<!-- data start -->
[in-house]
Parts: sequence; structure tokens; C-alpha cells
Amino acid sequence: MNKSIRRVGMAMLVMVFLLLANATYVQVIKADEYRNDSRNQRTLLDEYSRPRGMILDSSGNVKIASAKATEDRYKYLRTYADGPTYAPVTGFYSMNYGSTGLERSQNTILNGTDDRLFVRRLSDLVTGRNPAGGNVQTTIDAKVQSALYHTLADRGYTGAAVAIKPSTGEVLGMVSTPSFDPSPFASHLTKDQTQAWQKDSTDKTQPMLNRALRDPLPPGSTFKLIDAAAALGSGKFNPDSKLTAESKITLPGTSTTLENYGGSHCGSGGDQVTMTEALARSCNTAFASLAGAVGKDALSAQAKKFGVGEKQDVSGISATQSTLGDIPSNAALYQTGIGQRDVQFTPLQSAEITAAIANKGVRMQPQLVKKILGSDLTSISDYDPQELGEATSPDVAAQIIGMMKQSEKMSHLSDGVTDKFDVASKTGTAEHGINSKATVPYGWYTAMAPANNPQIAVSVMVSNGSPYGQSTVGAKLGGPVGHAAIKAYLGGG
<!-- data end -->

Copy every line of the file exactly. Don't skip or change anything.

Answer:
[in-house]
Parts: sequence; structure tokens; C-alpha cells
Amino acid sequence: MNKSIRRVGMAMLVMVFLLLANATYVQVIKADEYRNDSRNQRTLLDEYSRPRGMILDSSGNVKIASAKATEDRYKYLRTYADGPTYAPVTGFYSMNYGSTGLERSQNTILNGTDDRLFVRRLSDLVTGRNPAGGNVQTTIDAKVQSALYHTLADRGYTGAAVAIKPSTGEVLGMVSTPSFDPSPFASHLTKDQTQAWQKDSTDKTQPMLNRALRDPLPPGSTFKLIDAAAALGSGKFNPDSKLTAESKITLPGTSTTLENYGGSHCGSGGDQVTMTEALARSCNTAFASLAGAVGKDALSAQAKKFGVGEKQDVSGISATQSTLGDIPSNAALYQTGIGQRDVQFTPLQSAEITAAIANKGVRMQPQLVKKILGSDLTSISDYDPQELGEATSPDVAAQIIGMMKQSEKMSHLSDGVTDKFDVASKTGTAEHGINSKATVPYGWYTAMAPANNPQIAVSVMVSNGSPYGQSTVGAKLGGPVGHAAIKAYLGGG